Hold the Space
“Just hold the space. It will take time, but they will come.” This comment was in response to my concern about no one coming to a breastfeeding support group that I started at a clinic. So I took this advice and held that space week after week. I set up the room, arranged the chairs, set up a diaper changing area, and zeroed the scale. No one came for nearly two months. But then I started having moms and newborns come. They brought their partners, other children, and even supportive family members. The clinic residents started to perform their newborn exams during these groups and it flourished into this amazing partnership where I was able to provide much-needed lactation support while the residents saw their newest patients in a timely manner. It was a huge success.
I can’t even remember who it was that told me to “Hold the space,” but it has become so relevant throughout my life.
Physically Hold the Space
We can physically hold the space like I have been doing with my kids. They are two active boys who are always moving at warp speed. Knowing the benefits of yoga, I have tried repeatedly to get them to engage but it has rarely worked – until I held the space. I’ve been making it a point to do yoga after my morning Peloton rides and tried to get the boys to participate with me, but they had no interest.
I started to hold the space. I put out three mats each morning and invited them to participate with me. The first few days, two of those mats were empty but slowly they started to join me. We now practice yoga together several days a week and it is great to teach them how to intentionally slow down.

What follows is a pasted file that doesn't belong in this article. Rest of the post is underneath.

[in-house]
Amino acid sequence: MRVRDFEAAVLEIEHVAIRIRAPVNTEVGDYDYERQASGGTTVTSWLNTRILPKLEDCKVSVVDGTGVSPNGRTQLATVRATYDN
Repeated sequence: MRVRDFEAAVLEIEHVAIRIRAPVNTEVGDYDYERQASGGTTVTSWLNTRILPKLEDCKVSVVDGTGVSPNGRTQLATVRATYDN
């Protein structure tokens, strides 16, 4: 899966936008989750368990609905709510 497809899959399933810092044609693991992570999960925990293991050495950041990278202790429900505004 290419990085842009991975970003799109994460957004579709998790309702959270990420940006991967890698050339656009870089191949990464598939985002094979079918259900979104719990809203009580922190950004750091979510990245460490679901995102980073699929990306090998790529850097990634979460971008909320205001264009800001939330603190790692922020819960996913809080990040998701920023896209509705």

Emotionally Hold the Space
Holding the space does not need to be limited to an actual physical space. Emotionally holding the space is crucial. Think of a psychotherapy session. Quite often, the therapist just sits there, in silence. She’s holding the space for you to take a deep breath and unload.
You can emotionally hold the space for a family member or friend who is going through a tough season in life. Tell them that you are there to listen (and really, just listen). Tell them you are thinking of them and maybe even offer some times that you can connect. Also, don’t always wait for someone to come to you. It may take multiple, unanswered attempts before the other person is ready. Just keep holding that space.
Hold the Space
When you hold the space for someone else, physically or emotionally, you are showing that you are meeting them where they are at without judgment. You are creating a safe place for them to come to you – whether that is to participate in a weekly playdate or giving someone the opportunity to emotionally express themself. When you mindfully shift the focus from you to someone else, an amazing transformative effect takes place. How will you hold the space?